Who is your market audience and am I selling to the right people?

For example you may be positioned to sell luxury products to a niche ordinance who can afford your high prices, but only make a small number of sales in that niche. If you have a low gross profit margin, you may want to increase the units you sell by rebranding or developing budget versions of your product lines that appeal to a wider audience and attract higher sales volumes. It seems so elementary, but it’s surprisingly hard to see these opportunities when you work in your own business and don’t take the time to frequently review your financials.

  1. Year on year growth/regression on Gross Profit

Has your gross profit grown or contracted? If so, understand why. Consider what the variables that affect your profit are. Have your supply costs increased? Have your customer relationships carried over into this year or have you lost crucial accounts, and why? These questions force you to become very granular in your analysis of your accounts. You’re likely to generate a long list of things that work and didn’t work such as losing a customer to a competitor or sales dipping due to bad weather. The goal here is to avoid creating a long list of separate problems, but identify overall trends. Some of these trends are ones you can directly control (such as improving your client relations) and others you can’t (increased unemployment rates in your city). But what you can do is factor them in to your planning by working on the weaknesses you can directly control and protecting your position against the threats you can’t.

  1. Year on year growth/regression on Net Profit

Maybe your tax bill this year took the wind out of the sails of your operating profit. It could be because you moved into a new sector, changes in policy or entering a new tax bracket. Whatever the reason,  it is wise to carefully approach tax planning to ensure you only pay as much as you have to and maintain a healthy cash flow that your business needs to grow.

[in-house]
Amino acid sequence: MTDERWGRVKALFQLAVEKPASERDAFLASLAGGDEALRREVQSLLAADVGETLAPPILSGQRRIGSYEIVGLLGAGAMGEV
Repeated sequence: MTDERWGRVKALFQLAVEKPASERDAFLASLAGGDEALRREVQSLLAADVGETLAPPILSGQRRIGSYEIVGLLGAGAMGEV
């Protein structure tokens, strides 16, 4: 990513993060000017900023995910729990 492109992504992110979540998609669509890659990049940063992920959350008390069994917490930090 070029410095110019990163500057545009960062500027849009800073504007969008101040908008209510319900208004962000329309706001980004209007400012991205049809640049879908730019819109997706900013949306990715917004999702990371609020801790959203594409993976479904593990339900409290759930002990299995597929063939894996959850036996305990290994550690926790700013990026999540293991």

Breaking it down

You’ve only looked at the first section of your financial report, and you’ve already gained not only a snapshot of where your business is and how it compares with the previous year, but a variety of insights to influence your strategic planning and operational management… not bad. Even with a brief analytical review of your financials can highlight areas to improve. Applying a general principle like the 80/20 rule to these alone (focus on 20% of the most important problems will create an 80% improvement) could bring strategy that gives your business what it needs to succeed over the coming year.

In the coming blogs we will investigate what strategic gold we can divulge from your Assets and Liabilities, Statement of Cash Flows and forecasting components to help you maximise the value of your financial statements.

The reality is most business owners don’t have weeks up their sleeve to dedicate to review of their financials and planning. As seasoned accountants, we’re able to rapidly identify the ‘tells’ of the health within the financials of a business and advise proven solutions that are the right fit for your industry and business.

So the next time it’s reporting time, remember – it’s a golden opportunity for planning and development. Yes – we can help prepare financial statements for you, but we’re also here to help you grow! Our specialists come with a wealth of business advisory knowledge – Dean Vane and Lauren Stienheuer are our business specialist partners, and Bill Charlton is our senior business advisor. Don’t hesitate to get in touch – we’re here to help.

Lauren Steinheueur:

Dean Vane:

Bill Charlton: